Transcript: Mayor de Blasio Delivers Remarks at Al Sharpton's National Action Network House of Justice, Holds Q&A With Reporters

January 20, 2014

Mayor Bill de Blasio: Thank you. It is an honor to be back at the National Action Network. And I have to tell you, it means so much to me. This is family.

[Applause]

And I just want to notice and note the fact that Rev. – he loves New York City. He loves us. He loves to be here at NAN, but he – he’s cheating with us – he’s cheating on the side. He was in D.C. this morning with the vice president.

[Laughter]

We used to have him all to our own on King Day. Now, we have to share him with Washington D.C. So – but Rev., I have to tell you, you have created – with so many people in NAN a place where we know we can come to hear the truth spoken. That's what we can depend on every week here. The truth will be spoken whether convenient or not. The things that we have to act on – as a city, as a society – will be talked about and focused on with urgency, with energy. And that is a gift beyond anything we could ask for. And we have to thank Reverend Sharpton for what he has done.

[Applause]

And his voice reaches to City Hall; reaches to Albany; it reaches to the White House; it reaches to the Congress. And that is a good thing for all of us. And I have to tell you that Rev. will take the good fight wherever it has to be – all over this country, all over this world. I was particularly touched on the fiftieth anniversary of Dr. King's march. You know, my whole family wanted to be a part of it, so Chirlane and Chiara and Dante and I went. And you could feel the urgency that Rev. had created and so many others who made that day what it was – that we were not there to think about something in the gauzy past; something that we wrote about in a history book or saw in a museum. We were there to reunite the spark of social and economic justice. That's what we went to Washington to do and that's what we recommit ourselves to do today.

[Applause]

Now, when these gatherings occur on King Day, everyone comes out. And that is a testament to what's been created here. So, I want to thank all the members of our congressional delegation including Senators Schumer and Gillibrand. They fight for us in Washington – not a fun place to be but they are doing an extraordinary job for us. I want to thank Attorney General Schneiderman, Comptroller DiNapoli. I want to thank all the leaders in our city government, including our new comptroller, Scott Stringer; our new public advocate, Tish James; our new Speaker, Melissa Mark-Viverito.

[Applause]

And I am so proud that- for the first time, this week – for the first time in the history of our city, we start a week with a Latino citywide official. And that is a great act of justice and progress. I commend Melissa Mark-Viverito for her victory.

[Applause]

I want to thank my dear friend, and Manhattan Borough President, Gale Brewer – no stranger to the National Action Network.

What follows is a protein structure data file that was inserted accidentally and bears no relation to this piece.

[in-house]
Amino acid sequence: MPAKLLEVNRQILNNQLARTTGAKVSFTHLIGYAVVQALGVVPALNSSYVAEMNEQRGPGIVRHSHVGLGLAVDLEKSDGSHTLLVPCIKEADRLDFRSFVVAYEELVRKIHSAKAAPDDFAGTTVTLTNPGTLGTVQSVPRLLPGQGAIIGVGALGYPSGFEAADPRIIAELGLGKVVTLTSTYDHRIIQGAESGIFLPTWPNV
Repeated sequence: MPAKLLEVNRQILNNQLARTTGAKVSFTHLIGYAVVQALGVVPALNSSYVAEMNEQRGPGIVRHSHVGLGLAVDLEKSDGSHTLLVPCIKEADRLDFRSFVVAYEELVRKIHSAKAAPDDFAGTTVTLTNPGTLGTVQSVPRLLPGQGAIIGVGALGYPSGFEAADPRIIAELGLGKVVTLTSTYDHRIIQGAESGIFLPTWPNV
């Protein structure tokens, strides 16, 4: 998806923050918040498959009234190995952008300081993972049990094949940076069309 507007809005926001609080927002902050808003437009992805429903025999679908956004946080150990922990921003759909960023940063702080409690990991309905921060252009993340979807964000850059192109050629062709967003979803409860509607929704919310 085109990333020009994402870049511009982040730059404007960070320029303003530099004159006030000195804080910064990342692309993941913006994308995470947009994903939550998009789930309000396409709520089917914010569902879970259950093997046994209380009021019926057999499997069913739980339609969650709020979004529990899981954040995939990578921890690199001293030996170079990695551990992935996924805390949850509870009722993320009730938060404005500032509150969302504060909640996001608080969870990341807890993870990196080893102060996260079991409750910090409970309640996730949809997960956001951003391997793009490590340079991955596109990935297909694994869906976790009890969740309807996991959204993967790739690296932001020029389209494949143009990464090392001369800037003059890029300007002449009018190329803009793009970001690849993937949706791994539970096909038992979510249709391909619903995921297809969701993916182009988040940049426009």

[Applause]

And so many folks for the labor here today. And I definitely want to thank my dear friend, Bob Master, and all the members of Communication Workers of America.

[Applause]

When injustice is being done, the CWA is there and they are never shy about standing up for what's right. God bless you for that.

[Applause]

Finally, I want to use a phrase I think that Reverend Sharpton will recognize from the life of New York City and the politics of New York City, we say, ‘we remember who we came to the dance with.’ So, Chirlane and I came to the dance with Mayor Dinkins, because he gave us both a start in New York City governments. So, we want to thank our former boss.

[Applause]

When we think about Dr. King, we think about the greatest apostle of social and economic justice in the history of the Republic. The man who in many ways embodied what America was meant to be and what we're struggling to make this great country. So, Dr. King walked among us. He taught us so much in the brief time he was here. And the notion is to take his ideas and his spirit and live them out every day. To really focus ourselves on what it would mean if he were still among us. You know, I spoke at the Brooklyn Academy of Music this morning – which is a beautiful event every year – and I noted that if Dr. King had not been taken from us, he would be 85 years old today. And he could be sitting on this stage today. And we would feel, if he were here, we'd feel energized. We'd feel focused by his presence, but we need to feel energized and focused even though he can't be with us.

[Applause]

In 1964 – 50 years ago – Dr. King wrote a book, it had simple and powerful title, ‘Why We Can't Wait.’ And it said so much because it makes the central point that justice delayed is justice denied. And our task is to focus on the work of today. Dr. King also gave us a phrase that we’ve heard so intensely connected to our president – the fierce urgency of now. These are ideas – these are words that should animate us every single day. And when you think about it, there are clear reasons we can't wait. It's not just a vague idea. We can't wait, because we see the inequality in our society. We see it growing and we see it taking us downward as a society. We see it as a corrosive reality that we simply can't accept. It doesn't align with our values. We can't wait to fight inequality, because inequality is taking away from that – from us – that which we value so deeply. We can't wait, because inequality will take away from us all of our possibilities. It closes doors. It closes doors for people who deserve better, and creates a divided society; one group whose dreams can be realized; another group of people who wonder if they ever will have such a chance. That's not what we're here for. We're here for something better than that.

[Applause]